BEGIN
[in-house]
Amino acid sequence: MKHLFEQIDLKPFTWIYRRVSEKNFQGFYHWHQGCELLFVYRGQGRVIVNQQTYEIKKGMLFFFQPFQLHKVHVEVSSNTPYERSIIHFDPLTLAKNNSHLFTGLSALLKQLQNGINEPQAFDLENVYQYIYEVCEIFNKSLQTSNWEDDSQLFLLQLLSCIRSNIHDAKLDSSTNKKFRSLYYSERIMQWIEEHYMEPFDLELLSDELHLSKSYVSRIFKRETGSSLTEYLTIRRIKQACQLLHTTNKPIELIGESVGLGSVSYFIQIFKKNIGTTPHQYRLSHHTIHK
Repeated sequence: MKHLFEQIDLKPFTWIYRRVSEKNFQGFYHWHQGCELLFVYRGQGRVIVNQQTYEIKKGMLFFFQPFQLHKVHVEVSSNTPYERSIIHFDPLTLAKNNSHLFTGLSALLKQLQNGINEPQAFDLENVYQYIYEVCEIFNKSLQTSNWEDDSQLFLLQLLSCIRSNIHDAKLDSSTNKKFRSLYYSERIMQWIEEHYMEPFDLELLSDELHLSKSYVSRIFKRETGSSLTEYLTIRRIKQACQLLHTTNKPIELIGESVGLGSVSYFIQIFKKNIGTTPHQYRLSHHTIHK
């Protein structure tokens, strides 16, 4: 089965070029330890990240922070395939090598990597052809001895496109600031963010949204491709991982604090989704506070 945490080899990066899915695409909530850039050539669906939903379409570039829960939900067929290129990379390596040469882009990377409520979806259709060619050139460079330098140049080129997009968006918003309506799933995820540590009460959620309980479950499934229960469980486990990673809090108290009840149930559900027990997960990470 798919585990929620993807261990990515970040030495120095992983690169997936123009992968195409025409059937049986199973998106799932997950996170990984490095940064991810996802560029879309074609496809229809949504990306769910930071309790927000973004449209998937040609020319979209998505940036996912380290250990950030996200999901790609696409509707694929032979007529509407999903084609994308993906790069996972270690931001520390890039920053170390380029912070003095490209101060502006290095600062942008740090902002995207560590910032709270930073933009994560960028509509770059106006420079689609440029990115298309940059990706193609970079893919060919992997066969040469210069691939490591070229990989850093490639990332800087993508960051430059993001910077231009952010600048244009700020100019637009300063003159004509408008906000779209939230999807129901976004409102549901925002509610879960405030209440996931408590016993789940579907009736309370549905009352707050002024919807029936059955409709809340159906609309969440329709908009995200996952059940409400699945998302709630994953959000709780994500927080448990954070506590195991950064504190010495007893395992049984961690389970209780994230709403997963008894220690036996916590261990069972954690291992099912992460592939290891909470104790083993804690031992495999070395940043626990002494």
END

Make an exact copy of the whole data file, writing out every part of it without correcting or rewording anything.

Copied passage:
[in-house]
Amino acid sequence: MKHLFEQIDLKPFTWIYRRVSEKNFQGFYHWHQGCELLFVYRGQGRVIVNQQTYEIKKGMLFFFQPFQLHKVHVEVSSNTPYERSIIHFDPLTLAKNNSHLFTGLSALLKQLQNGINEPQAFDLENVYQYIYEVCEIFNKSLQTSNWEDDSQLFLLQLLSCIRSNIHDAKLDSSTNKKFRSLYYSERIMQWIEEHYMEPFDLELLSDELHLSKSYVSRIFKRETGSSLTEYLTIRRIKQACQLLHTTNKPIELIGESVGLGSVSYFIQIFKKNIGTTPHQYRLSHHTIHK
Repeated sequence: MKHLFEQIDLKPFTWIYRRVSEKNFQGFYHWHQGCELLFVYRGQGRVIVNQQTYEIKKGMLFFFQPFQLHKVHVEVSSNTPYERSIIHFDPLTLAKNNSHLFTGLSALLKQLQNGINEPQAFDLENVYQYIYEVCEIFNKSLQTSNWEDDSQLFLLQLLSCIRSNIHDAKLDSSTNKKFRSLYYSERIMQWIEEHYMEPFDLELLSDELHLSKSYVSRIFKRETGSSLTEYLTIRRIKQACQLLHTTNKPIELIGESVGLGSVSYFIQIFKKNIGTTPHQYRLSHHTIHK
């Protein structure tokens, strides 16, 4: 089965070029330890990240922070395939090598990597052809001895496109600031963010949204491709991982604090989704506070 945490080899990066899915695409909530850039050539669906939903379409570039829960939900067929290129990379390596040469882009990377409520979806259709060619050139460079330098140049080129997009968006918003309506799933995820540590009460959620309980479950499934229960469980486990990673809090108290009840149930559900027990997960990470 798919585990929620993807261990990515970040030495120095992983690169997936123009992968195409025409059937049986199973998106799932997950996170990984490095940064991810996802560029879309074609496809229809949504990306769910930071309790927000973004449209998937040609020319979209998505940036996912380290250990950030996200999901790609696409509707694929032979007529509407999903084609994308993906790069996972270690931001520390890039920053170390380029912070003095490209101060502006290095600062942008740090902002995207560590910032709270930073933009994560960028509509770059106006420079689609440029990115298309940059990706193609970079893919060919992997066969040469210069691939490591070229990989850093490639990332800087993508960051430059993001910077231009952010600048244009700020100019637009300063003159004509408008906000779209939230999807129901976004409102549901925002509610879960405030209440996931408590016993789940579907009736309370549905009352707050002024919807029936059955409709809340159906609309969440329709908009995200996952059940409400699945998302709630994953959000709780994500927080448990954070506590195991950064504190010495007893395992049984961690389970209780994230709403997963008894220690036996916590261990069972954690291992099912992460592939290891909470104790083993804690031992495999070395940043626990002494």